• London Fox Control Pest 15 April 2018 | View comments

  • Foxes can carry a range of parasites and diseases relevant to the health of domestic pets, livestock and people.

    Despite this, there is scant evidence that foxes are actually an important source of infection. Instead, domestic pets and particularly dogs, which are more susceptible to a range of diseases as foxes are probably a much more important source of infection for humans.

    Foxes are susceptible to sarcoptic mange.

    This is a skin condition caused by a mite resulting in extensive hair loss and crusty skin.

    Sarcoptic mange is highly contagious amonst foxes and can be passed onto domestic pets such as dogs and cats especially those pets that an infected fox comes into contact with or if they frequent the same area as foxes.

    Foxes carry a number of internal parasites.

    For people, the most important risk to health from foxes are probably round worm  Toxocara canis and tapeworm (Echinococcus granulosus) which can cause hydatid disease (the formation of fluid-filled cycsts in organs such as the liver).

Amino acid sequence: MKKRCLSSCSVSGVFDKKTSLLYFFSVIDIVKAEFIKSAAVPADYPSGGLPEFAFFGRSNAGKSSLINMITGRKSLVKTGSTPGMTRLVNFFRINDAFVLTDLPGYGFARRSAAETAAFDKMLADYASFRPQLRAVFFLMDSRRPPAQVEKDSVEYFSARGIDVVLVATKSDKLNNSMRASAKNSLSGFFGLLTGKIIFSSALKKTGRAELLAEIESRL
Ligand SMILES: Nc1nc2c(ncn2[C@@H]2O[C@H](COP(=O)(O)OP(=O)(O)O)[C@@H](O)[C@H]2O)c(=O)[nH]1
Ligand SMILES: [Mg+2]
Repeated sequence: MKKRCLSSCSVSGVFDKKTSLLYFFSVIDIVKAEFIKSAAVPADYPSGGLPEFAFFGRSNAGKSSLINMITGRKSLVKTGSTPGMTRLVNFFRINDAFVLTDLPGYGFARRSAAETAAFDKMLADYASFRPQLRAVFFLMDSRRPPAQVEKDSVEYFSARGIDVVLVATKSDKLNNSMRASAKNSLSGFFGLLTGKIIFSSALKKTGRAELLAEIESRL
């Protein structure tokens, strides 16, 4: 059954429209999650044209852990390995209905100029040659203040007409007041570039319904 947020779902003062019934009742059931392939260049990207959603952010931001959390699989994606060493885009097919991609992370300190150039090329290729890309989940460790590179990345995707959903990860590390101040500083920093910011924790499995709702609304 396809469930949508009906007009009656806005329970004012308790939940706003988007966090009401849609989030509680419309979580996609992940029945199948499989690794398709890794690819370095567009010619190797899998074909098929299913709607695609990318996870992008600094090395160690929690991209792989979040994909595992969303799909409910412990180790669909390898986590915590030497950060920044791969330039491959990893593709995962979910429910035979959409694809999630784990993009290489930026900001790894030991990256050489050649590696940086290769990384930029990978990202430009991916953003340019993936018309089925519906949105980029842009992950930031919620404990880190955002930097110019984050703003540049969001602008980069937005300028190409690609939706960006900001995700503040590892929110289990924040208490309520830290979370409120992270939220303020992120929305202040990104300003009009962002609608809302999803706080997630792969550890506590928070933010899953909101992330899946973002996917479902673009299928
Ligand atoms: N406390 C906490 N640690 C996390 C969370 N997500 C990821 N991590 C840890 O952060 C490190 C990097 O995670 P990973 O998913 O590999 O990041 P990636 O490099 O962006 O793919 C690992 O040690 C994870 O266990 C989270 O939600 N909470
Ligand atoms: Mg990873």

These parasites also occur in dogs and are transferred between hosts through the ingestion of worm eggs passed in the faeces of an infected animal.

    Foxes are also susceptible to Weil's disease (leptospirosis) exactly the same disease that is tramsmitted by rats.

    Weil's disease is passed onto other animals or humans through contact with an infected animal's urine.

    On a positive note, Britain is currently "Rabies Free"; however, Rabies is still a prevelant in parts of Europe and Asia.


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